Skin Overhaul Part III

If you’ve been following me for a while, you’ll know that in December of 2016, I embarked on a skincare journey, led by my dear high school friend whose skincare knowledge knows no bounds. I shared part one, which involved my first collection of carefully curated skincare products and not ad hoc Priceline purchases, and part two, where we introduced SPF and acid exfoliation.

Things had been cruising along nicely, until I received my next skincare update from the Wedding Skincare Consultant. I was informed I’d been taken as far as one can go on the affordable skincare options – the next step was going to involve shelling out some serious coin. But as we had discussed, the amount you’re willing to spend on a piece of clothing should reflect the amount you’re willing to invest in your face. And I am known to spend an embarrassing amount on a piece of clothing. So there you have it. The foray into the expenny world of skin care began.

Stage Seven: Retinols

This is where skincare became seriously technical. Retinol is the technical term for Vitamin A. It is an extremely effective ingredient for skin transformation – reducing pores, minimising wrinkles, reducing acne scarring and basically turning you into Heidi Klum. It is available in prescription form as retinoic acid (the pure form of the ingredient), or non-prescription (being the retinol, which breaks down into retinoic acid). As I couldn’t be bothered going to a doctor for a prescription, and also the prescription form is significantly stronger, I kicked things off with an off-the-shelf retinol product – the Sunday Riley Luna Sleeping Night Oil. As it goes for a cool $154AUD at Mecca, I began by purchasing the Power Couple duo for a more palatable $114AUD, which includes the Good Genes acid exfoliator, complimenting the skin hero process.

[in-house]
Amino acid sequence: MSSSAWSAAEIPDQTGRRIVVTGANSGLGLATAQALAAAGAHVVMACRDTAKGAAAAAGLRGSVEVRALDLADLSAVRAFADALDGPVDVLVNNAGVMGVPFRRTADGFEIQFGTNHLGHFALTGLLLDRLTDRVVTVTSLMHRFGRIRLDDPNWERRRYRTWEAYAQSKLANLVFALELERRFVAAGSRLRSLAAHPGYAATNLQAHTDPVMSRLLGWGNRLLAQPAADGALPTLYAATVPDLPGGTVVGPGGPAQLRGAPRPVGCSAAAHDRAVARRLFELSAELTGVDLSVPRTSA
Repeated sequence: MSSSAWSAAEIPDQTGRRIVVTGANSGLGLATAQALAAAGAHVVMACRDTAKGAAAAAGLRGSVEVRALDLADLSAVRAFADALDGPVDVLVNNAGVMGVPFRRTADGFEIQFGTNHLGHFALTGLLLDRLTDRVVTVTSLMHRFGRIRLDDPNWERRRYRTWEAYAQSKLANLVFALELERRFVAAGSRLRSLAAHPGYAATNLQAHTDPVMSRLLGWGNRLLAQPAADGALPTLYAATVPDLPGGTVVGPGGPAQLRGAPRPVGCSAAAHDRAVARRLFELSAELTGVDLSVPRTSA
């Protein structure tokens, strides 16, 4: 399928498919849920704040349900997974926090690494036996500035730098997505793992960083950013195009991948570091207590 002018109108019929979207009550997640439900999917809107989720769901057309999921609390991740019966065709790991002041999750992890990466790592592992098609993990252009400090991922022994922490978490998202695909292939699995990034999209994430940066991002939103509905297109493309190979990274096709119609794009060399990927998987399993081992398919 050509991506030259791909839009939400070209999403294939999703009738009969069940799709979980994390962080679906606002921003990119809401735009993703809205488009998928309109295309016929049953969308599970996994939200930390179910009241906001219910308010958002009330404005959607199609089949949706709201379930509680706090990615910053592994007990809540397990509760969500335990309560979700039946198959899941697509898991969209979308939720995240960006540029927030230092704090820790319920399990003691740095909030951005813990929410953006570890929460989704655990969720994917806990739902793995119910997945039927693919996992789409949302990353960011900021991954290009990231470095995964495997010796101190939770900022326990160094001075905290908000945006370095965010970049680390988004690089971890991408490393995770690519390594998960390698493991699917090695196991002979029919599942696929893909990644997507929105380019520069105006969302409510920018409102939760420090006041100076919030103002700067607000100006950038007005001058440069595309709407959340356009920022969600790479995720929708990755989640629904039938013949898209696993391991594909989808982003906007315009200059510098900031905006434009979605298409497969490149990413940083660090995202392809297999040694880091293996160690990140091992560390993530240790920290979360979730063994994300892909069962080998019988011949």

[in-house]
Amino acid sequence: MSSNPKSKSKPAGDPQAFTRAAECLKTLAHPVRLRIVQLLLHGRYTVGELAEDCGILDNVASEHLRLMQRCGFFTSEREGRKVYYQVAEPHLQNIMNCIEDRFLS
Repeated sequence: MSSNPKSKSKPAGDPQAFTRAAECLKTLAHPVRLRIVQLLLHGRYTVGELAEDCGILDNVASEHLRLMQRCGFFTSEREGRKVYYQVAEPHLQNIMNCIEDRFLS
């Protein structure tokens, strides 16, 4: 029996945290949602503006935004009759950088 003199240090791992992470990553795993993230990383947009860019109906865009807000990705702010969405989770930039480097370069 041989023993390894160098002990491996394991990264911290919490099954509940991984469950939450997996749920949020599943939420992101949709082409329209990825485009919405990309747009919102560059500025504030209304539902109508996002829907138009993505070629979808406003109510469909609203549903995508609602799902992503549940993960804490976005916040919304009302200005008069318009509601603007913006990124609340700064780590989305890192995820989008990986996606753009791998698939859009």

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First thing – how pretty are those bottles?

Now, serious and second thing. This product is considered an excellent introduction to retinols, as it is a relatively low dose, and also incorporates a face oil into my regime, which is more appropriate to use at night than moisturiser. I’ll have to get back to you on why…since I have no idea. But as always, I trust in my WSC, and I put my sleeping night oil to use for the first time last night.

As a result of incorporating these new products, my nightly routine underwent a shake up, and I am now incorporating using Luna and Good Genes, and taking two weeks off the previous acid pads while my skin adjusts. This has been particularly necessary because for no perceptible reason whatsoever, the entire left side of my face had an epic break out (particularly annoying because usually my pimples prefer the right side of my face so now I”m just a well-balanced acne extravaganza). So we’re allowing my skin to slowly adjust to this new reality over the next fortnight, before upping the ante with these new products.

Once we’ve adjusted to the gentler Luna retinol, I’ll be acquiring one of the prescription retinols. I’ll keep you posted.

Step Eight: Spot Treatment

While celebrating my WSC’s birthday, we ended the night with a face-care regime for me (I know, selfish). In the course of a magical pampering session, the Aesop Control gel was applied to my numerous breakouts, and worked wonders in drying them out and minimising their eruptive presence. While handing over my whole pay check for my retinols, I also hit up Aesop and purchased this little wonder ($23AUD at the Perth CBD store), and have been spot applying each time I’m randomly in the bathroom to reduce the breakout party.

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This is a convenient and affordable addition to the skincare arsenal, and I’ve been really happy with it. It is particularly great because it is clear, so I keep it in my handbag at work and reapply at sporadic intervals when I can’t possibly focus for another second.